Many writers can’t write consistently. Instead, they find sporadic times to write, on sporadic projects, never really pulling things together to complete any manuscript or novel. This kind of inconsistency can cause a lot of disorganization and psychological dislocation for writers. Also, I think it is essential for writers to get into the habit of writing. And nothing can eliminate inconsistency faster than learning to take your writing seriously.

 

Continue to write regardless.

 You may experience frustration with one project. But you should remember that you’re still a writer. So, if you’re stuck on one project, you may want to switch projects and do some writing on a new project or work on a redraft of another manuscript that you left idle for a while. Sometimes changing focus can make a difference in your writing productivity and output. It can also be a morale booster—and all writers need that from time to time.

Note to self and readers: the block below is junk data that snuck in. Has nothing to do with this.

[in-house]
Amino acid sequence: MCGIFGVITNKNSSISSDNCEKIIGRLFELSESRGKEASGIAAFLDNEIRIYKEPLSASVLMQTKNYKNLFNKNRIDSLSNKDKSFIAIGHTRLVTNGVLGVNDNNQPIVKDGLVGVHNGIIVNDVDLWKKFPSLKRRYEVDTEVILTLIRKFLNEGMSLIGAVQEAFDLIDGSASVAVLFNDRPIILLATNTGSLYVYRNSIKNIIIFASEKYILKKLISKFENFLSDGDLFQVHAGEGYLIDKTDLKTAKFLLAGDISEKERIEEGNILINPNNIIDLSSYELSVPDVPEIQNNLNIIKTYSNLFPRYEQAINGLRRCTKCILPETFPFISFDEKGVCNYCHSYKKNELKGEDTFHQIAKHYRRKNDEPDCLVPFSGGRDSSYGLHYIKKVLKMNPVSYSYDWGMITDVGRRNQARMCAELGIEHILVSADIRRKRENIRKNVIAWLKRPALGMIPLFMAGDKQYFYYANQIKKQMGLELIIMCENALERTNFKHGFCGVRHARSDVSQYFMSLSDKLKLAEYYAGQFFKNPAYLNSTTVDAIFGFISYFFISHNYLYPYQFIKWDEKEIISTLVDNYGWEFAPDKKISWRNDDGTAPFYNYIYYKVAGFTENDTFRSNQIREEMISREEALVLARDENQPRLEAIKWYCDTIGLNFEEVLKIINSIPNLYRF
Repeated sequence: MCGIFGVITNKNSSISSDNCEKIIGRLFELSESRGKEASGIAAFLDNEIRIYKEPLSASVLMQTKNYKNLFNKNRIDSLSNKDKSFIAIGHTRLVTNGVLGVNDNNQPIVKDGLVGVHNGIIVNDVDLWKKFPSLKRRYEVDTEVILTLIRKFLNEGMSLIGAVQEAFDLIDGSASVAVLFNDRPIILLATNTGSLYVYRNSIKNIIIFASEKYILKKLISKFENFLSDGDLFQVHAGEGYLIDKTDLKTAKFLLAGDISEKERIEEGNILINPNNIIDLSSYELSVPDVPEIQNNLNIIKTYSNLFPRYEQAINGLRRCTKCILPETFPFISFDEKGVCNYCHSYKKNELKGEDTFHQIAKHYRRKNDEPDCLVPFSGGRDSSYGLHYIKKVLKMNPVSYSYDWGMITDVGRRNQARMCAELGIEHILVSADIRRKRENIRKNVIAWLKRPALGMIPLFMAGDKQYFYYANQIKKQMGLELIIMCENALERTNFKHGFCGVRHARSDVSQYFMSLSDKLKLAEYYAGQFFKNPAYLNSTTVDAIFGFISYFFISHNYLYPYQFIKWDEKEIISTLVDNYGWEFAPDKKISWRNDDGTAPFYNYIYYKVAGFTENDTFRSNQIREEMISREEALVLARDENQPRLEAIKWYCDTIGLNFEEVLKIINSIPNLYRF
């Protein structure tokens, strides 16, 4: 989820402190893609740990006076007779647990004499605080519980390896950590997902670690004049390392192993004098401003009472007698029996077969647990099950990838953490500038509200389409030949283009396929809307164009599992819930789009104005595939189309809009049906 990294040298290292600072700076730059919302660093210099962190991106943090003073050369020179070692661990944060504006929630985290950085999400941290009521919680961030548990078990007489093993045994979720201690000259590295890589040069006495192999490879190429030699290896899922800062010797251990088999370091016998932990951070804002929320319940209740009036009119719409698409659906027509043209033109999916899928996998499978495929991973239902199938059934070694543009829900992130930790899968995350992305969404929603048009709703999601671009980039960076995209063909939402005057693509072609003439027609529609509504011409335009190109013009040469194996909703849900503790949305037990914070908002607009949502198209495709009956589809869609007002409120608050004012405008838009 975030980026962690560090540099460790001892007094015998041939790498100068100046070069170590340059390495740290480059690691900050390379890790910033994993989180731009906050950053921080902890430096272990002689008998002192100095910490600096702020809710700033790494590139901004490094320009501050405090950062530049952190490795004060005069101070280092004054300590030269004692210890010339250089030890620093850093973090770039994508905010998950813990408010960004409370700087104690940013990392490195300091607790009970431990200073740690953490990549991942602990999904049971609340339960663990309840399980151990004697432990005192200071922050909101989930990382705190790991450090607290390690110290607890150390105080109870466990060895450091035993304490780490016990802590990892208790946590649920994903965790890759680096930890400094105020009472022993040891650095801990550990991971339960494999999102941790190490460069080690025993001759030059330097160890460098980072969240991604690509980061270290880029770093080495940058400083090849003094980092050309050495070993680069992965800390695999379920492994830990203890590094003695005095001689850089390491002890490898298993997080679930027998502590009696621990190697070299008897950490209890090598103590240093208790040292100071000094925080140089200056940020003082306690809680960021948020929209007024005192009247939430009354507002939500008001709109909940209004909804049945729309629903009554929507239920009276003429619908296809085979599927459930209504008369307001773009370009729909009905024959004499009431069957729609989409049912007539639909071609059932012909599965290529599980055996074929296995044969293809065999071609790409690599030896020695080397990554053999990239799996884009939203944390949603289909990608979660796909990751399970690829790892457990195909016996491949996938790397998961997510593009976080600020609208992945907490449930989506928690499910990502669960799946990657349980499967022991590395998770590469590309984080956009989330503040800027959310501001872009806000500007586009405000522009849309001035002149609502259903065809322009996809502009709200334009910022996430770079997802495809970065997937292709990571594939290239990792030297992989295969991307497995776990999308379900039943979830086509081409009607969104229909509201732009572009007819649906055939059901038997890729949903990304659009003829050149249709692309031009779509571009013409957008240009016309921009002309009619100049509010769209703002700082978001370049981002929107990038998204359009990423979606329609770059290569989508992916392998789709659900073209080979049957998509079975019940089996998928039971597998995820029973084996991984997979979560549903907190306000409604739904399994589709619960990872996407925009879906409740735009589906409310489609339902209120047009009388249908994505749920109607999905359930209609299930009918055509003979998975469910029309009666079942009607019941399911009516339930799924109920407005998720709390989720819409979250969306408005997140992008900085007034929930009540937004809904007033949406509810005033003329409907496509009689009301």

Take a time out and come back fresh.

Sometimes, the best thing that writers can do if they are consistently inconsistent with their writing is to take a break because they may be experiencing burn out. If you try to work on other projects, and still nothing seems to be going right for you, maybe its time to take a short break away from writing. You can do this by taking a few hours off and doing something completely different. This will refresh your spirits, and you should come back totally renewed.

In more serious cases, it may be necessary for you to take a mini-vacation from writing. This doesn’t mean that you should quit. All you want to do is to take a break. The best thing to do in this situation is to go to the cottage or somewhere where you can relax. Don’t fill your vacation time with activity. Instead, so some real relaxation. To help yourself recover from burn out, you need complete rest for a while. When you come back to your writing after your repose, you’ll feel refreshed and be able to start writing again.

 

By taking these tips, you will finally not be an all-or-nothing writer. You will also be able to take control of a small burp in your overall productivity and focus without engaging in negative self-talk and undermining your self-confidence. Sometimes, a rest away from writing can give you the much-needed perspective you need to face your writing with more equanimity and peace.